>The Archaeological Evidence for David and Solomon


Image: The Tel Dan Stele

Norman Hammond, the archaeology correspondent for the Times has a review of Eric Cline’s new book, Biblical Archaeology: A Very Short Introduction, in which Cline introduces the discipline of biblical archaeology and the results of archaeological work in the lands of the Bible.

The following is a short excerpt from Hammond’s article.

Until 15 years ago, Professor Eric Cline notes in a new book, there was no extra-biblical documentary mention of even the House of David as ruling in Judea. The fragmentary Tel Dan Stele, found reused as building material at a site in what is now northern Israel in 1993-94, provided the first evidence outside the First Book of Kings.

Dating to about 842BC, the Tel Dan inscription describes the defeat of Joram, king of Israel, and Ahaziyahu, king of Judah, by a ruler of Aram-Damascus earlier in the 9th century BC. The Israelites had invaded his territory, located somewhere in Lebanon or southern Syria, but he “slew seventy kings, who harnessed thousands of chariots and thousands of horsemen. And I killed Joram son of Ahab, king of Israel, and I killed Ahaziyahu, son of Joram, king of the House of David.”

“However, we are still lacking any contemporary or near-contemporary inscriptions that mention Solomon: at the moment we do not have a single one,” Professor Cline says. “Moreover, there is still very little archaeological evidence for the existence of David.”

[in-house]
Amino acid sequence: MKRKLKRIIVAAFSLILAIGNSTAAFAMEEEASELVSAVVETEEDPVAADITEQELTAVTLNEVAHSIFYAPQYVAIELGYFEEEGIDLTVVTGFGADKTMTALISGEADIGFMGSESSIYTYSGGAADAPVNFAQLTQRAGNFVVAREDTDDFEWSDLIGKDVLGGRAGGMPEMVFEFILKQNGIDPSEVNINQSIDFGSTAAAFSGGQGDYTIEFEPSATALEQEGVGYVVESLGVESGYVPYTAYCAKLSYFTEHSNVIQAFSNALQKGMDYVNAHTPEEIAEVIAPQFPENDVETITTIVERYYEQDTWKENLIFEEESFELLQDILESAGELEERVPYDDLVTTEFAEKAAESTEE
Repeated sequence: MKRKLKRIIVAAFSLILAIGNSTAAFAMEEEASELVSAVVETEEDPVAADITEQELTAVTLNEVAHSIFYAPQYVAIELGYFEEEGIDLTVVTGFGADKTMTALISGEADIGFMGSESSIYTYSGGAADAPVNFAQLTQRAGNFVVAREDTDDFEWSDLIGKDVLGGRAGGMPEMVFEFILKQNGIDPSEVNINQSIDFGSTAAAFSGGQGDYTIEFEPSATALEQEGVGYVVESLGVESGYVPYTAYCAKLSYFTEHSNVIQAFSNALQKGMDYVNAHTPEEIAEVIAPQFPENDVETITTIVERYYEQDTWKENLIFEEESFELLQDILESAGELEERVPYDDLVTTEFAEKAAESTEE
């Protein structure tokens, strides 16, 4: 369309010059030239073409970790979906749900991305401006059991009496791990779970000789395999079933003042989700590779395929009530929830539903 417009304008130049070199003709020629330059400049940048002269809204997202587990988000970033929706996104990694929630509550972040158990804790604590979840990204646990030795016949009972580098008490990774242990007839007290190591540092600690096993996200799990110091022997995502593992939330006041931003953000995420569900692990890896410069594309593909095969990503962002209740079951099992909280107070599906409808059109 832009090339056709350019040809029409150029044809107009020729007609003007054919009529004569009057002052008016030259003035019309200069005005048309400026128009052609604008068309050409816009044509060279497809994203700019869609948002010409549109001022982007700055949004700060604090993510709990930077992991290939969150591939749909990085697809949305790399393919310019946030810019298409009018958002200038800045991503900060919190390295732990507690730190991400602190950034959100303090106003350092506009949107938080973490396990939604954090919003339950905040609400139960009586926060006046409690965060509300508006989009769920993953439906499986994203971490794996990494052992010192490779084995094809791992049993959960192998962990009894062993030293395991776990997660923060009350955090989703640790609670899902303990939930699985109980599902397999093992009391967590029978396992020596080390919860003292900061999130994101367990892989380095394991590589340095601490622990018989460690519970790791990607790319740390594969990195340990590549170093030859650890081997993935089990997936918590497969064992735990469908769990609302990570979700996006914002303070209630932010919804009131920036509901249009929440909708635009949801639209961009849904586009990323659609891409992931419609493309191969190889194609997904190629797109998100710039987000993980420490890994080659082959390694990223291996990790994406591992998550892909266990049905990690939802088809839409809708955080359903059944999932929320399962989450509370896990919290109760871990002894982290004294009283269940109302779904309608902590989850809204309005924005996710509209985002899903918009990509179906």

The status of Jerusalem at this period is also debated, with some scholars arguing that the Bible account of a powerful capital city is true, others that it was, two millennia after its first settlement in the Bronze Age, what Professor Cline dubs “a small ‘cow town’. In fact, it is still not clear where David is positioned along the continuum from tribal chieftains to might kings.”

Hammond has presented a good review of Cline’s book. In the article there is a photo of the Tel Dan Stele. However, the caption of the photo misspelled Tel Dan; it reads “The Ten Dan Stele.”

Notwithstanding this obvious mistake, Hammond has written a good article.

You can buy the book on Amazon.com.

Claude Mariottini
Professor of Old Testament
Northern Baptist Seminary

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